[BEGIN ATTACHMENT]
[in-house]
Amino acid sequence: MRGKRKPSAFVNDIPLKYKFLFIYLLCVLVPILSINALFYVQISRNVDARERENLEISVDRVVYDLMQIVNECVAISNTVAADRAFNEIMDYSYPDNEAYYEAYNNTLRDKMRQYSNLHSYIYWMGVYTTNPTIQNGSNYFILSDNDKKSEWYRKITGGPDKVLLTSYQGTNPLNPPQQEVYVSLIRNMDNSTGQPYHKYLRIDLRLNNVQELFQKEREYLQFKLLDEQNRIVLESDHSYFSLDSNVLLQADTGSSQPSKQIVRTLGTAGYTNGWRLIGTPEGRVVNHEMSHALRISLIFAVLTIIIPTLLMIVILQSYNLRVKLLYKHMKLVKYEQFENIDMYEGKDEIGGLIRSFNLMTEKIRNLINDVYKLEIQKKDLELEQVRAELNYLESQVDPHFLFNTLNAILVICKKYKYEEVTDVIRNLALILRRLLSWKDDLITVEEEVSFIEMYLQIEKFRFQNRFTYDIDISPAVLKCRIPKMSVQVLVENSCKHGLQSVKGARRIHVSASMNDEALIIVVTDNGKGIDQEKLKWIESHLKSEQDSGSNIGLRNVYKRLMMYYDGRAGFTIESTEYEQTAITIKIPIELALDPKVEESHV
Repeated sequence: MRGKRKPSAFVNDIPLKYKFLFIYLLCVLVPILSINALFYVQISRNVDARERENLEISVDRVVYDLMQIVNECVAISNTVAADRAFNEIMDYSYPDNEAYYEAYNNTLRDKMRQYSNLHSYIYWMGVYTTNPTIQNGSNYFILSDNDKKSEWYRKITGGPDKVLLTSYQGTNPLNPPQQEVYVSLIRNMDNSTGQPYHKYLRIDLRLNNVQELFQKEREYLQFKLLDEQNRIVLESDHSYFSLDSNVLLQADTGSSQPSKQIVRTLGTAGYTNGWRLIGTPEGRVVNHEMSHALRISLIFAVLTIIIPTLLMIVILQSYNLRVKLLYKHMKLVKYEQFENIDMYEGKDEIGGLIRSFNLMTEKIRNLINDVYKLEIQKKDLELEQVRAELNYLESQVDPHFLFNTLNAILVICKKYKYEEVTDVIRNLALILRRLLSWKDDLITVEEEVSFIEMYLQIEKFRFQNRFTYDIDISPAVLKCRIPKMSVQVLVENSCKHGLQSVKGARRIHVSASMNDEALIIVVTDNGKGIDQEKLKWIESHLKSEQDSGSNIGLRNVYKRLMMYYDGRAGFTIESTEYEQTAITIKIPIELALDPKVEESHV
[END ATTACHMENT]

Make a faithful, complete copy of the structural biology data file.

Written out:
[in-house]
Amino acid sequence: MRGKRKPSAFVNDIPLKYKFLFIYLLCVLVPILSINALFYVQISRNVDARERENLEISVDRVVYDLMQIVNECVAISNTVAADRAFNEIMDYSYPDNEAYYEAYNNTLRDKMRQYSNLHSYIYWMGVYTTNPTIQNGSNYFILSDNDKKSEWYRKITGGPDKVLLTSYQGTNPLNPPQQEVYVSLIRNMDNSTGQPYHKYLRIDLRLNNVQELFQKEREYLQFKLLDEQNRIVLESDHSYFSLDSNVLLQADTGSSQPSKQIVRTLGTAGYTNGWRLIGTPEGRVVNHEMSHALRISLIFAVLTIIIPTLLMIVILQSYNLRVKLLYKHMKLVKYEQFENIDMYEGKDEIGGLIRSFNLMTEKIRNLINDVYKLEIQKKDLELEQVRAELNYLESQVDPHFLFNTLNAILVICKKYKYEEVTDVIRNLALILRRLLSWKDDLITVEEEVSFIEMYLQIEKFRFQNRFTYDIDISPAVLKCRIPKMSVQVLVENSCKHGLQSVKGARRIHVSASMNDEALIIVVTDNGKGIDQEKLKWIESHLKSEQDSGSNIGLRNVYKRLMMYYDGRAGFTIESTEYEQTAITIKIPIELALDPKVEESHV
Repeated sequence: MRGKRKPSAFVNDIPLKYKFLFIYLLCVLVPILSINALFYVQISRNVDARERENLEISVDRVVYDLMQIVNECVAISNTVAADRAFNEIMDYSYPDNEAYYEAYNNTLRDKMRQYSNLHSYIYWMGVYTTNPTIQNGSNYFILSDNDKKSEWYRKITGGPDKVLLTSYQGTNPLNPPQQEVYVSLIRNMDNSTGQPYHKYLRIDLRLNNVQELFQKEREYLQFKLLDEQNRIVLESDHSYFSLDSNVLLQADTGSSQPSKQIVRTLGTAGYTNGWRLIGTPEGRVVNHEMSHALRISLIFAVLTIIIPTLLMIVILQSYNLRVKLLYKHMKLVKYEQFENIDMYEGKDEIGGLIRSFNLMTEKIRNLINDVYKLEIQKKDLELEQVRAELNYLESQVDPHFLFNTLNAILVICKKYKYEEVTDVIRNLALILRRLLSWKDDLITVEEEVSFIEMYLQIEKFRFQNRFTYDIDISPAVLKCRIPKMSVQVLVENSCKHGLQSVKGARRIHVSASMNDEALIIVVTDNGKGIDQEKLKWIESHLKSEQDSGSNIGLRNVYKRLMMYYDGRAGFTIESTEYEQTAITIKIPIELALDPKVEESHV